US Politics

Trump hails 'great progress' after agreeing North Korea talks

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US President Donald Trump said "great progress" was being made in the push to persuade North Korea to end its nuclear program after agreeing Thursday to talks with his counterpart Kim Jong Un.

"Meeting being planned!" Trump said on Twitter after the White House confirmed that the US leader had agreed to meet Kim.

"Kim Jong Un talked about denuclearization with the South Korean Representatives, not just a freeze. Also, no missile testing by North Korea during this period of time," Trump said after a top South Korea official announced the talks would be held by May.

"Great progress being made but sanctions will remain until an agreement is reached."

However President Trump's Director of National Intelligence, Dan Coats, told Congress he was "quite skeptical" and Vice President Mike Pence said the US position towards North Korea would not change "until we see credible, verifiable, and concrete steps toward denuclearisation".

It comes after South Korea delegates reportedly hand-delivered a letter from North Korean leader Kim Jong-un to the White House.

'Committed to denuclearisationi'

South Korea's National Security Adviser Chung Eui-yong told reporters Mr Kim also said he was committed to denuclearisation, adding: "Kim pledged that North Korea would refrain any further nuclear missile tests."

"He expressed his eagerness to meet with Donald Trump as soon as possible," Mr Chung told reporters at the White House.

"President Trump appreciated the briefing and said he would meet Kim Jong-un by May to achieve permanent denuclearisation.

Mr Chung reaffirmed South Korea, the United States and its partners were committed to denuclearisation and a peaceful resolution.

White House national security adviser H.R. McMaster and other senior aides were briefed on Thursday (local time) by South Korean officials on their talks with North Korea this week.

US network CNN is reporting South Korean officials hand-delivered a letter from North Korean leader Kim Jong-un to the White House, citing a diplomatic source, according to Reuters.

Mr Chung is visiting Washington to brief US allies about his recent landmark talks with North Korean leader Kim Jong-un in Pyongyang. 

South Korean National Security Director Chung Eui-yong makes a statement regarding his 07 March meeting with North Korean leader Kim Jong-un.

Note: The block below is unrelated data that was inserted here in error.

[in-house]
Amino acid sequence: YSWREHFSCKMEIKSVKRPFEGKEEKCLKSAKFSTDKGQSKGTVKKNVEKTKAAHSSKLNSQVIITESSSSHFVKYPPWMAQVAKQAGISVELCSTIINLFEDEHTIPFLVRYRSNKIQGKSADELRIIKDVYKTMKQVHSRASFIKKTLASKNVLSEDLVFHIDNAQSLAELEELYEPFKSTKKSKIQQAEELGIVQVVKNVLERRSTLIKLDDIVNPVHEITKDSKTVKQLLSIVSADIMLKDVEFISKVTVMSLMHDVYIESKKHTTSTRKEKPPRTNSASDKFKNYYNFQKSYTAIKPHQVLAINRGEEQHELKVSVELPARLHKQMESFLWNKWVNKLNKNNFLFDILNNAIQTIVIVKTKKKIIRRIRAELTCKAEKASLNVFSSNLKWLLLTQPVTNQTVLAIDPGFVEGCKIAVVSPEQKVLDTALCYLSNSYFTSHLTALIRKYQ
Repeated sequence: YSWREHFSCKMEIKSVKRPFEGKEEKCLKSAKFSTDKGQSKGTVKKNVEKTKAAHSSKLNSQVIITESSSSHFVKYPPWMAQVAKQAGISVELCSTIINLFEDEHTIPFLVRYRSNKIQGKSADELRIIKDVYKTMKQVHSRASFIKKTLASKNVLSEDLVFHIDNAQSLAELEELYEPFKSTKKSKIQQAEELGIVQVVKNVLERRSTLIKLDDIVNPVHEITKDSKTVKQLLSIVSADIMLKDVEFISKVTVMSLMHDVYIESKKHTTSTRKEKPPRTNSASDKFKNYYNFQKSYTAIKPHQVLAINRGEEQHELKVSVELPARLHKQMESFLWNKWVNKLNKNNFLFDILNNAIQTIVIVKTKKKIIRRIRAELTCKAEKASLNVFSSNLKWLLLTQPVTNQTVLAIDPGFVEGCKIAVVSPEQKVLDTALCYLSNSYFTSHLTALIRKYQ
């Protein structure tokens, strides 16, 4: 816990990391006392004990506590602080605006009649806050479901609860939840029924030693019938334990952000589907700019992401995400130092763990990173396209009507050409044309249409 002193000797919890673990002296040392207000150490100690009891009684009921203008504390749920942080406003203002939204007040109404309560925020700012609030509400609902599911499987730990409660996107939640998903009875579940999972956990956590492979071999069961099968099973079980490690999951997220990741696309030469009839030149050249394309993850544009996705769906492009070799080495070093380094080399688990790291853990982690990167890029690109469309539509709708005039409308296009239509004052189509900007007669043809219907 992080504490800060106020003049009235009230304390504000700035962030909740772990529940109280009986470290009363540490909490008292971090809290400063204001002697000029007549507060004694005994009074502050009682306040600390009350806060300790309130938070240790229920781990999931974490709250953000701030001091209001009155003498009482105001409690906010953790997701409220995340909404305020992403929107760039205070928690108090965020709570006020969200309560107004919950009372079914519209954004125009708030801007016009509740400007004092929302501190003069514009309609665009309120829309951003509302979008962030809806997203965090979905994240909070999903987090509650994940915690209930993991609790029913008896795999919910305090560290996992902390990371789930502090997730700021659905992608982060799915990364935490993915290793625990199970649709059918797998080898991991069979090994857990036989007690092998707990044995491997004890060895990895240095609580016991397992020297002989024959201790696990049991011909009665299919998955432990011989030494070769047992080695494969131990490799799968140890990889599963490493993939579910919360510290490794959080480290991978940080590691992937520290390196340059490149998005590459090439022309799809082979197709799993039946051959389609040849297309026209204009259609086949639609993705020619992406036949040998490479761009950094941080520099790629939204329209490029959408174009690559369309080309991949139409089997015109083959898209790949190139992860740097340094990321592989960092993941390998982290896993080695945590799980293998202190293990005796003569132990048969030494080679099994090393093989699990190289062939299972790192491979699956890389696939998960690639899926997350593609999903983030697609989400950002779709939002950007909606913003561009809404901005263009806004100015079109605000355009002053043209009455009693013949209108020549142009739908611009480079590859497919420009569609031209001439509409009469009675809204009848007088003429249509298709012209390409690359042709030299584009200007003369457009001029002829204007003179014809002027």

South Korean National Security Director Chung Eui-yong makes a statement regarding his 07 March meeting with North Korean leader Kim Jong-un.
EPA

South Korea announced on Tuesday the North had stated there was "no reason" to hold on to its nuclear weapons "if military threats towards the North are cleared and the security of its regime is guaranteed". 

The North is open to "frank" talks with the United States on denuclearisation and would suspend missile and nuclear tests while dialogue was underway, Mr Chung said after returning from a meeting in Pyongyang with Kim.

Japan welcomes talks

Japan's prime minister welcomed the surprise announcement of a summit.

"I highly appreciate North Korea's change that it will begin talks on the premise of denuclearisation," Shinzo Abe said, adding that he planned to visit the United States to meet Trump "as early as April".

Japan has been cautious about a recent Olympics-driven rapprochement on the Korean peninsula, with Mr Abe warning on Thursday that "talks for the sake of talks are meaningless".

But he sounded a positive note on the planned Trump-Kim summit, hailing it as "the achievement of cooperation between... Japan, the US, and South Korea to maintain great pressure".

"There is no change in policy for Japan and the United States," he added.

"We will keep putting maximum pressure (on North Korea) until North Korea takes concrete actions toward denuclearisation in a manner that is complete, verifiable and irreversible."

Mr Abe said he had spoken to Mr Trump this morning and "agreed that I'd like to visit the US and have a summit with him as early as April".

Japan, a close US ally in the region, is in the direct firing line of North Korean missiles and saw two fly over its territory in 2017, sparking outrage and lifting tensions to fever pitch.

South Korean envoys are expected to visit Japan next week to brief Mr Abe on the latest developments in the fast-moving apparent detente.

- with Reuters, AFP, and additional reporting from Louise Cheer

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